an unusual sighting

For the past several years, a pair of ospreys have raised 2-3 chicks each year at the local marsh that surrounds Grass Lake, using a high nest platform erected specifically to entice them to breed there..

osprey-pair

The pair of Ospreys on their nest platform in June, 2016.

But this year, they must have arrived a little later than usual, because an interloper arrived first to claim the 50 foot high platform for her own nest.

canada goose-on osprey nest

It looks like Mother Goose tidied up the stick nest, before adding her own downy breast feathers to the nest cup.  Although her nest is well protected from danger of flooding on the osprey platform, it is exposed to aerial predators like Bald Eagles that might fly over.  

What is peculiar about this is that Canada Geese usually nest on land surrounded by or near the water on an elevated mound — but not this elevated!

great blue heron-and-canada geese-

While the hen incubates her eggs on her mounded nest, the gander runs protective interference and wards off potential predators or nosy herons.

Mother Goose usually sits tight on the nest, incubating her clutch of 6-8 eggs for most of a month or so, but Father Goose will take over at times so that the hen can stretch her legs and get a bit of food for herself.  Knowing how much space Canada Geese need to land on water or land, I have to wonder how good they are at making a touch down in the limited space of this nest platform.

Once the ducklings hatch, they usually move immediately into the water with their parents.

canada-goose-and-ducklings-1

It’s safer to be in the water because ducklings are vulnerable to a wide variety of predators on land.

Being nothing more than downy balls of fluff, they certainly can’t fly yet, so what will happen to the ducklings raised on an osprey platform?

Division of labor

In many bird species, males set up and defend breeding territories, and females build the nest, lay the eggs and incubate them — a division of labor that ensures the best possible outcome for their offspring.  In other species, both parents feed their chicks; in still others, just the female, or just the male takes responsibility for providing food to the incubating female as well as the chicks.  The latter is the case for the ospreys I have been observing at a local marsh.

osprey-at-the-nest-

Male osprey bringing a delicious fish to his mate who is incubating her eggs.  The fish are always headless — I wonder if he eats the head?  Does it have some particular nutritional value for him?

Males bring the sticks to the nest, the females arrange them, forming a large nest cup surrounded by a foot or two of sticks and even leafy material around the outside.  Female osprey perform almost all of the incubation, sitting on those 2-3 precious eggs for more than a month! (32-42 days), rarely getting a chance to fly off and spread their wings.  The male brings her food, but she might also get some of her daily energy requirement by metabolizing some of the protein in her inactive flight muscles.  (More about the implications of this in the next post.)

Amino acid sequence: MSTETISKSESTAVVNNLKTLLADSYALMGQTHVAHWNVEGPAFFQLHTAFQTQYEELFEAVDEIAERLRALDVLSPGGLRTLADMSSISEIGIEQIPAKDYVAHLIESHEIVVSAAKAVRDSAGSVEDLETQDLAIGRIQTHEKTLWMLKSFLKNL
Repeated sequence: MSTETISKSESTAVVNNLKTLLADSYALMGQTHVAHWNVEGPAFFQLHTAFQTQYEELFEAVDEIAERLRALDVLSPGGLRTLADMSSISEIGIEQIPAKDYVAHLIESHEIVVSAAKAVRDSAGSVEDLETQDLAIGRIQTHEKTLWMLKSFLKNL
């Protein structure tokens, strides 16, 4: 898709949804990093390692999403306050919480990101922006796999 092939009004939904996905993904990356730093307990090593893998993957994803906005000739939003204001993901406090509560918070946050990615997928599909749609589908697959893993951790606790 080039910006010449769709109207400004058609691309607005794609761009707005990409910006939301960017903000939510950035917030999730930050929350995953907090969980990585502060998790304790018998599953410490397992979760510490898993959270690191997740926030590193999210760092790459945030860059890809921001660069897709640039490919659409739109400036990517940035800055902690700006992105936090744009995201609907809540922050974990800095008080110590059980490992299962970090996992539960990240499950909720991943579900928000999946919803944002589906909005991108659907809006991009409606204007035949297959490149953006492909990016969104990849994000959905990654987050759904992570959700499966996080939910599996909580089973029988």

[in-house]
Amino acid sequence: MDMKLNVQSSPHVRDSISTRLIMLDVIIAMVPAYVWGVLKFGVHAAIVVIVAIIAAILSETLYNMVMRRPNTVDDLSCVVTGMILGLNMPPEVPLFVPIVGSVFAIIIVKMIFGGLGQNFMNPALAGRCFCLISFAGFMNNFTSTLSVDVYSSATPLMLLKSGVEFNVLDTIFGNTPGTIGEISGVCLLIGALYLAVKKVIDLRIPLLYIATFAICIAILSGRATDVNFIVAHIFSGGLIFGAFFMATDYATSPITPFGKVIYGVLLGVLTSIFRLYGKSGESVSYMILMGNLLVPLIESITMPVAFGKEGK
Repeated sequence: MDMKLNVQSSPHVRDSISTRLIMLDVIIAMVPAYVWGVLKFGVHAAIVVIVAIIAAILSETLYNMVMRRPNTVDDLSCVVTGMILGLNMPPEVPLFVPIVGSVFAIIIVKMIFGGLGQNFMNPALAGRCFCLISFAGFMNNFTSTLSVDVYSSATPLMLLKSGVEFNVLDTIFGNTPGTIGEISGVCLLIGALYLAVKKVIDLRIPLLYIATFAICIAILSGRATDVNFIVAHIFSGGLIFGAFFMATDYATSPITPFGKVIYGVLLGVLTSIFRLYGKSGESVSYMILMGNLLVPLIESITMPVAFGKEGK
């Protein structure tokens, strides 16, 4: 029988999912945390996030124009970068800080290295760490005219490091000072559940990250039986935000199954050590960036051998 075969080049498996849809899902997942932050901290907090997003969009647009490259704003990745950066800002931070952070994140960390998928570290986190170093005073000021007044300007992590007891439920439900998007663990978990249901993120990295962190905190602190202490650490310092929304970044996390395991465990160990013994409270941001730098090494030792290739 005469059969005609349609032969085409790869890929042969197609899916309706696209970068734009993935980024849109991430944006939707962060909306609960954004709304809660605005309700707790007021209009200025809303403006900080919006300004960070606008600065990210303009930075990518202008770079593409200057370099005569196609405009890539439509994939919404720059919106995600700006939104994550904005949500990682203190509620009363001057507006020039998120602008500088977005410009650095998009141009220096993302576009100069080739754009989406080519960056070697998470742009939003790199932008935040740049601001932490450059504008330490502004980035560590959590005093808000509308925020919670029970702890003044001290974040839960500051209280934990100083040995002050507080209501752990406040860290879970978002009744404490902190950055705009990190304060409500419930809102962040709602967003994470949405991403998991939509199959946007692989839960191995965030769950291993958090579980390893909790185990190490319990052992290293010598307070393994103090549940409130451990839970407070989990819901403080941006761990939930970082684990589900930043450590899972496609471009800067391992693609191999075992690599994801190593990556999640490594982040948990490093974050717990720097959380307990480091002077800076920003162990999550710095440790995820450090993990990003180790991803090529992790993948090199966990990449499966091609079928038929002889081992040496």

osprey and chicks-

While the chicks are young, they must still be brooded in the cold, shaded in the heat, and need their food diced up for them.

The female remains on the nest to protect them for at least another month, although the male might share some of this time with her.  Meanwhile, he is the chief food provider, bringing as much as 6 pounds of fish to his brood and his mate on a daily basis.

osprey with fish-

This fish still has its head…

Once the chicks are feathered out, grown almost to the size of the adults, and able to stand up and move around in the nest, the female takes some time off, and leaves their care to the male. Now he has to not only feed them, but guard them from potential marauding eagles or owls that might like a tasty osprey chick for dinner.  (An account of this predatory behavior is described here.)

osprey-

Dad is on duty, watching over the nest from a tree nearby.

At about two months of age, having exercised their wing muscles, and practiced “helicoptering” (hovering over the nest), osprey chicks may try a test flight to a nearby tree, where they hang out, still insisting that dad come feed them.

osprey nest and fledglings

The scene at the osprey nest currently — one chick still on the nest, and one in a nearby tree (highlighted brown and white spot). Dad was busy looking for fish, mom was never seen — this is when the chicks are vulnerable to predation.

osprey chick-

This chick was making some incessant begging calls, as the male flew by the nest in search of a fish.

The male flew right in, dropped and the fish, and the chick immediately started picking at it.  Notice the way it stretches out its wings to hide its food from view -- typical raptor feeding behavior.

The male flew right in, dropped the fish, and the chick immediately started picking at it.  So, now they are apparently able to feed themselves. Notice the way the youngster stretches out its wings to hide its food from view — typical raptor feeding behavior.

osprey nest, adult and fledgling-

Now the other chick is making begging calls — dad has to go and get a fish for that chick.

osprey-

Osprey are busy parents during June and July in Minnesota.  This female has finished molting, replacing worn and broken feathers, damaged during her long stint on the nest. Now she must exercise those atrophied wing muscles to get ready for migration.

osprey family update

I’ve been checking the osprey nest each week, and finally got some cooperation from the nestlings, allowing me to photograph their development.

osprey nest

This is what the nest looks like on most days I visit. The chicks are old enough now that mom can leave them for several minutes while she goes fishing.  When their parents are gone, the chicks must be down in the bottom of the nest, where their mottled plumage helps camouflage them.

osprey chicks-

One or both chicks suddenly appeared at the edge of the nest and started making begging calls — loud chips that sound like one note of the adult’s call.  You can just barely see the head of the second chick on the left of the one sitting upright.

osprey chicks-

One of the adults returns shortly after the chicks start begging; I think it might be the female, but she has not brought any fish for the chicks.

osprey chicks-

A nice family portrait, with both chicks sitting upright next to the much larger adult. They are a little more than 1/2 an adult’s size at this stage — approximately 6 weeks of age.

osprey chicks-

Their feathers are largely grown in now, wing feathers are elongating, and body feathers completely cover their naked skin. They spend most of their time lying prostrate in the nest, but every now and then need a good stretch…